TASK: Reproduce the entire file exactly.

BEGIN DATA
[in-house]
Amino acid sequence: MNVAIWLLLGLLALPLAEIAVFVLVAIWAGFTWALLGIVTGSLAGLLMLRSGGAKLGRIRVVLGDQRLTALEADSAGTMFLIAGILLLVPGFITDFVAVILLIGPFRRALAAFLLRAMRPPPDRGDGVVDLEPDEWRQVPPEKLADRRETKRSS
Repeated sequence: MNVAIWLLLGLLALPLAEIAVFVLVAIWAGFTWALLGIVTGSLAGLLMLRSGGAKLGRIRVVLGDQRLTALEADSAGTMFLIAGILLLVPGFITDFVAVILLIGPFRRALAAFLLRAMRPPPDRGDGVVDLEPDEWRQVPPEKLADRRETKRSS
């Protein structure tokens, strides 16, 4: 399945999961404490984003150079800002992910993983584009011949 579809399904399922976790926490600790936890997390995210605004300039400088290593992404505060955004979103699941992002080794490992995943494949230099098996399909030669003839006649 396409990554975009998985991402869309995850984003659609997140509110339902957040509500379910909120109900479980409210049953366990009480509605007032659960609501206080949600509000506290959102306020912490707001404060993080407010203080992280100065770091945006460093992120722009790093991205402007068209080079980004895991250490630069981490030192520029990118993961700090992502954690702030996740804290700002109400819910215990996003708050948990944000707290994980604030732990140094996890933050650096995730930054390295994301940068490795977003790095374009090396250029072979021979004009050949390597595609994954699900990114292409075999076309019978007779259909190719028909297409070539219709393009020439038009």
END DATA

[in-house]
Amino acid sequence: MNVAIWLLLGLLALPLAEIAVFVLVAIWAGFTWALLGIVTGSLAGLLMLRSGGAKLGRIRVVLGDQRLTALEADSAGTMFLIAGILLLVPGFITDFVAVILLIGPFRRALAAFLLRAMRPPPDRGDGVVDLEPDEWRQVPPEKLADRRETKRSS
Repeated sequence: MNVAIWLLLGLLALPLAEIAVFVLVAIWAGFTWALLGIVTGSLAGLLMLRSGGAKLGRIRVVLGDQRLTALEADSAGTMFLIAGILLLVPGFITDFVAVILLIGPFRRALAAFLLRAMRPPPDRGDGVVDLEPDEWRQVPPEKLADRRETKRSS
């Protein structure tokens, strides 16, 4: 399945999961404490984003150079800002992910993983584009011949 579809399904399922976790926490600790936890997390995210605004300039400088290593992404505060955004979103699941992002080794490992995943494949230099098996399909030669003839006649 396409990554975009998985991402869309995850984003659609997140509110339902957040509500379910909120109900479980409210049953366990009480509605007032659960609501206080949600509000506290959102306020912490707001404060993080407010203080992280100065770091945006460093992120722009790093991205402007068209080079980004895991250490630069981490030192520029990118993961700090992502954690702030996740804290700002109400819910215990996003708050948990944000707290994980604030732990140094996890933050650096995730930054390295994301940068490795977003790095374009090396250029072979021979004009050949390597595609994954699900990114292409075999076309019978007779259909190719028909297409070539219709393009020439038009």